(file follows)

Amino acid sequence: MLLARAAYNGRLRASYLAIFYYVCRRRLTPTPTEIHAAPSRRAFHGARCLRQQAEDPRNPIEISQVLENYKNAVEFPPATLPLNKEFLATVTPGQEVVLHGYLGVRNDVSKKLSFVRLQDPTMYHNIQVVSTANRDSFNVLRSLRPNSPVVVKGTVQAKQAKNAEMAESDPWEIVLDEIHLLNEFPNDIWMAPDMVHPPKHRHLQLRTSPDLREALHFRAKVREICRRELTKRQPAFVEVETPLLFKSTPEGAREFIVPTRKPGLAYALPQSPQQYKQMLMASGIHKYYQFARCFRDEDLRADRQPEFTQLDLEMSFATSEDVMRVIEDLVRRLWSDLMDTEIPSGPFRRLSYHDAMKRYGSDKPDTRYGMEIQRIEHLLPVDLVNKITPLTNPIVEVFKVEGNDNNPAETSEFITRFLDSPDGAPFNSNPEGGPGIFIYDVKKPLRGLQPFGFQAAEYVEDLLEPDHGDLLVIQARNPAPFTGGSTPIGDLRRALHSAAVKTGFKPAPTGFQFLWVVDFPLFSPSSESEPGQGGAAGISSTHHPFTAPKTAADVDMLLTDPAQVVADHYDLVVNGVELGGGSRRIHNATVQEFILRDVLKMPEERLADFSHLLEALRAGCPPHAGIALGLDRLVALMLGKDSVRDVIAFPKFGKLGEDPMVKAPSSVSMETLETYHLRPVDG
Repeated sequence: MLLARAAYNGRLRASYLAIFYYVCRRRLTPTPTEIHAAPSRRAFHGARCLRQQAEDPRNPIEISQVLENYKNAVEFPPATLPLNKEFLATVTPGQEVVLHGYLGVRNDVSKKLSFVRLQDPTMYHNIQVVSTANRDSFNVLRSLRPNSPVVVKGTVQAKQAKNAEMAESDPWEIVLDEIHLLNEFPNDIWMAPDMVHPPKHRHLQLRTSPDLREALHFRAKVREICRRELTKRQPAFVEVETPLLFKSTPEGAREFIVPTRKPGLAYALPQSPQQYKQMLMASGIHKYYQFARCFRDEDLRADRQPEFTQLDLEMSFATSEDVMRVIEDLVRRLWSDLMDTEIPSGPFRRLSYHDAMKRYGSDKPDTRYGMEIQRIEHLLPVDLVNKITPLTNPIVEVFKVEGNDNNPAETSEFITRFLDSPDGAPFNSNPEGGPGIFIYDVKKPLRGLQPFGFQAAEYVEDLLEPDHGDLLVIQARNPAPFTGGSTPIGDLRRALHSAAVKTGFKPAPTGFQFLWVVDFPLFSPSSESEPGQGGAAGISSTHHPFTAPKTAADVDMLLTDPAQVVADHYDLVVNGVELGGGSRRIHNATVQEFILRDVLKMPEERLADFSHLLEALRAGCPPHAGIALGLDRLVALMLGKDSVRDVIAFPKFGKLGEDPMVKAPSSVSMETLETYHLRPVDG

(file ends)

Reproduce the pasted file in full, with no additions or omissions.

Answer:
Amino acid sequence: MLLARAAYNGRLRASYLAIFYYVCRRRLTPTPTEIHAAPSRRAFHGARCLRQQAEDPRNPIEISQVLENYKNAVEFPPATLPLNKEFLATVTPGQEVVLHGYLGVRNDVSKKLSFVRLQDPTMYHNIQVVSTANRDSFNVLRSLRPNSPVVVKGTVQAKQAKNAEMAESDPWEIVLDEIHLLNEFPNDIWMAPDMVHPPKHRHLQLRTSPDLREALHFRAKVREICRRELTKRQPAFVEVETPLLFKSTPEGAREFIVPTRKPGLAYALPQSPQQYKQMLMASGIHKYYQFARCFRDEDLRADRQPEFTQLDLEMSFATSEDVMRVIEDLVRRLWSDLMDTEIPSGPFRRLSYHDAMKRYGSDKPDTRYGMEIQRIEHLLPVDLVNKITPLTNPIVEVFKVEGNDNNPAETSEFITRFLDSPDGAPFNSNPEGGPGIFIYDVKKPLRGLQPFGFQAAEYVEDLLEPDHGDLLVIQARNPAPFTGGSTPIGDLRRALHSAAVKTGFKPAPTGFQFLWVVDFPLFSPSSESEPGQGGAAGISSTHHPFTAPKTAADVDMLLTDPAQVVADHYDLVVNGVELGGGSRRIHNATVQEFILRDVLKMPEERLADFSHLLEALRAGCPPHAGIALGLDRLVALMLGKDSVRDVIAFPKFGKLGEDPMVKAPSSVSMETLETYHLRPVDG
Repeated sequence: MLLARAAYNGRLRASYLAIFYYVCRRRLTPTPTEIHAAPSRRAFHGARCLRQQAEDPRNPIEISQVLENYKNAVEFPPATLPLNKEFLATVTPGQEVVLHGYLGVRNDVSKKLSFVRLQDPTMYHNIQVVSTANRDSFNVLRSLRPNSPVVVKGTVQAKQAKNAEMAESDPWEIVLDEIHLLNEFPNDIWMAPDMVHPPKHRHLQLRTSPDLREALHFRAKVREICRRELTKRQPAFVEVETPLLFKSTPEGAREFIVPTRKPGLAYALPQSPQQYKQMLMASGIHKYYQFARCFRDEDLRADRQPEFTQLDLEMSFATSEDVMRVIEDLVRRLWSDLMDTEIPSGPFRRLSYHDAMKRYGSDKPDTRYGMEIQRIEHLLPVDLVNKITPLTNPIVEVFKVEGNDNNPAETSEFITRFLDSPDGAPFNSNPEGGPGIFIYDVKKPLRGLQPFGFQAAEYVEDLLEPDHGDLLVIQARNPAPFTGGSTPIGDLRRALHSAAVKTGFKPAPTGFQFLWVVDFPLFSPSSESEPGQGGAAGISSTHHPFTAPKTAADVDMLLTDPAQVVADHYDLVVNGVELGGGSRRIHNATVQEFILRDVLKMPEERLADFSHLLEALRAGCPPHAGIALGLDRLVALMLGKDSVRDVIAFPKFGKLGEDPMVKAPSSVSMETLETYHLRPVDG